Junior wins state contest, will advance to nationals


  He sways nervously as he stands in front of the judges. They stare at him blankly, waiting for him to deliver his speech. The room is quiet, the still type of quiet that makes everyone nervous. He opens his mouth and begins to state the words that will soon get him a step closer to his future.

  Corban Sorrells, a junior, recently competed at the state level of the Sons of the American Revolution Oratory Contest. He got first place and received $2,500 in scholarship money and a free trip to Boston, Massachusetts this summer to compete in nationals.

  “I’m very excited,” Sorrells said. “I really want to get as many scholarships and put myself in the best position that I can before heading into college.”

  Sorrells spoke about Patrick Henry, who is the father of modern oratory. 

  “Writing speeches is really difficult, especially speeches that don’t have as much as a natural connection,” Rory McKenzie, speech and debate teacher, said. “This speech was very historical. I think it was good for him to get to look at his passion as far as history is concerned. He was able to apply a lot of his own personal connections with his football playing and the concussion he suffered from last fall.”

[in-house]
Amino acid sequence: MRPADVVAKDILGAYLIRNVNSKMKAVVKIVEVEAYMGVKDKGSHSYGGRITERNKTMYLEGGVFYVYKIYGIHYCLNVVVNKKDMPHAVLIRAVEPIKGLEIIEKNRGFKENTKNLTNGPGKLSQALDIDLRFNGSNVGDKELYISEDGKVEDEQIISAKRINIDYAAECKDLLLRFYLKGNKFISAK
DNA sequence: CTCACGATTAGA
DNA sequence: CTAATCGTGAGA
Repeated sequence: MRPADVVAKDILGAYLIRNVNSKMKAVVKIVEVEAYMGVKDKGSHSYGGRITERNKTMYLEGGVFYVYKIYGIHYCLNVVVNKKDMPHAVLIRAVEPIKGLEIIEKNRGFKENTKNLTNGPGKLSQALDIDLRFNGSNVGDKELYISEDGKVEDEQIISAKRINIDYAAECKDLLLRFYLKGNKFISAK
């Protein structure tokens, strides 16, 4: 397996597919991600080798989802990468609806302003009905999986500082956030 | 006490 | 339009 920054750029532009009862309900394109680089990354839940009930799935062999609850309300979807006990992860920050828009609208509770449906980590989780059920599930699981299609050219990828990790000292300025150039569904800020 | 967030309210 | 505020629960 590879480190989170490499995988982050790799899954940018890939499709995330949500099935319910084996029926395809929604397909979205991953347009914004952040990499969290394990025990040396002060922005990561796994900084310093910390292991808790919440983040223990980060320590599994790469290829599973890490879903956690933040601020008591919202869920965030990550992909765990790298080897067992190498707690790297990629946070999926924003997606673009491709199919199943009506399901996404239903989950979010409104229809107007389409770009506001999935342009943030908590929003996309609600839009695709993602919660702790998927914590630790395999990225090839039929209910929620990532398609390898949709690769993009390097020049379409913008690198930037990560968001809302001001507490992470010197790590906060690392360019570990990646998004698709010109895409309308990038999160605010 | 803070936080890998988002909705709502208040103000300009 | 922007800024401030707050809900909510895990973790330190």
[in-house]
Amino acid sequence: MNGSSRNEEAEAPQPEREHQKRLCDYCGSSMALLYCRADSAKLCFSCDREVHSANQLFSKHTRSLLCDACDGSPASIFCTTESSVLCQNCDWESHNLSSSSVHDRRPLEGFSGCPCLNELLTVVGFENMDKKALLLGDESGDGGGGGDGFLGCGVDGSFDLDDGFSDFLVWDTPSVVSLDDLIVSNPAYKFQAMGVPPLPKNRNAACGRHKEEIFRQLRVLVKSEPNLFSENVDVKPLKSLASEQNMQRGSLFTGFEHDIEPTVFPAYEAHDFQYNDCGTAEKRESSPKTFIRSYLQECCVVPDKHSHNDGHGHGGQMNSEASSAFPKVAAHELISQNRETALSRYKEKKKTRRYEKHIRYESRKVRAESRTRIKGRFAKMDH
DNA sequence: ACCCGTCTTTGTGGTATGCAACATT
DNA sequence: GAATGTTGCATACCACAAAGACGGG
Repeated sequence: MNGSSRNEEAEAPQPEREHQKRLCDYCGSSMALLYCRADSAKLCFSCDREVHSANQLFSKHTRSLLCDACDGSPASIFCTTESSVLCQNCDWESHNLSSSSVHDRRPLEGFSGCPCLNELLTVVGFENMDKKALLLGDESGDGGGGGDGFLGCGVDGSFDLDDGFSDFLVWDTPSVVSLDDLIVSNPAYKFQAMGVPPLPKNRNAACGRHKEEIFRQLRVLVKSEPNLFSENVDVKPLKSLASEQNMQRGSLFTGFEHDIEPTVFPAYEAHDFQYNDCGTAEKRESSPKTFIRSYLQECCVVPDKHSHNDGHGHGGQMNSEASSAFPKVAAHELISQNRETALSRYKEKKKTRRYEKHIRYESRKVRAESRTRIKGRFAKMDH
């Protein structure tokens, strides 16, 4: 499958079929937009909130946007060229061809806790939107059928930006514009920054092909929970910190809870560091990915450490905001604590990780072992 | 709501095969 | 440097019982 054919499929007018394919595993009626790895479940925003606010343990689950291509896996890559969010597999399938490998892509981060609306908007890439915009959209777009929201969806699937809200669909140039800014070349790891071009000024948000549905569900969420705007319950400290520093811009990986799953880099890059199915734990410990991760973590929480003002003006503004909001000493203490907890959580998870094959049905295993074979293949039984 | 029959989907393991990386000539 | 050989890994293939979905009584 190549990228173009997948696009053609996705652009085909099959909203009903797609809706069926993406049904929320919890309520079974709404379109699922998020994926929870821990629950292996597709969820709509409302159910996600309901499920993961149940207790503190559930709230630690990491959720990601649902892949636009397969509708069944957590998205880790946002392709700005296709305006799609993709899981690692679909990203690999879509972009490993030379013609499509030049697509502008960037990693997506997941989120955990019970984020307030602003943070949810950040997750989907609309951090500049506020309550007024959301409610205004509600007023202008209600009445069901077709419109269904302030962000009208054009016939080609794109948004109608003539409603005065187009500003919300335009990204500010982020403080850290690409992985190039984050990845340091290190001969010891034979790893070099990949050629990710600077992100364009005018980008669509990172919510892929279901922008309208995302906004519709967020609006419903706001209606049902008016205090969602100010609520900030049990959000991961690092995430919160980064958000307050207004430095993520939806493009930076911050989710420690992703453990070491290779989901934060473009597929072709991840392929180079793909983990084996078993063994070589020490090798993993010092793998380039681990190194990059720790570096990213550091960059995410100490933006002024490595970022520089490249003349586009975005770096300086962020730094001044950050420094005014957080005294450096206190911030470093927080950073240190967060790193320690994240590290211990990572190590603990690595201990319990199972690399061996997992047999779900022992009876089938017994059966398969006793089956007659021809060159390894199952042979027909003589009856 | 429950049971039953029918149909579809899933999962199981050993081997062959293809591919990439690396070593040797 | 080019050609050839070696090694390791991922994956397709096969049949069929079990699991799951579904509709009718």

The contest is about remembering the Revolutionary War, documents, important figures and events and finding a way to apply that to today. It is a practice to get students to learn from history.

  “We had to watch his speech and critique him,” Emily Fry said. “We basically just had to write him notes about how we thought he could improve. We told him that he needed to slow down, emphasize, and stop swaying when he was speaking.”

  Sorrells received scholarships at every level of the competition. The further he advances, the more money he gets for college. He wrote this speech last year, but just recently perfected it with the help of his teachers and his peers.

   “We’re at a time in our season where we’ve got multiple things coming up, and it’s very hard to stay on top of it,” McKenzie said. “Corban did a great job, wrote a good speech, and just continued to work, work, work. I’m just really proud of him.”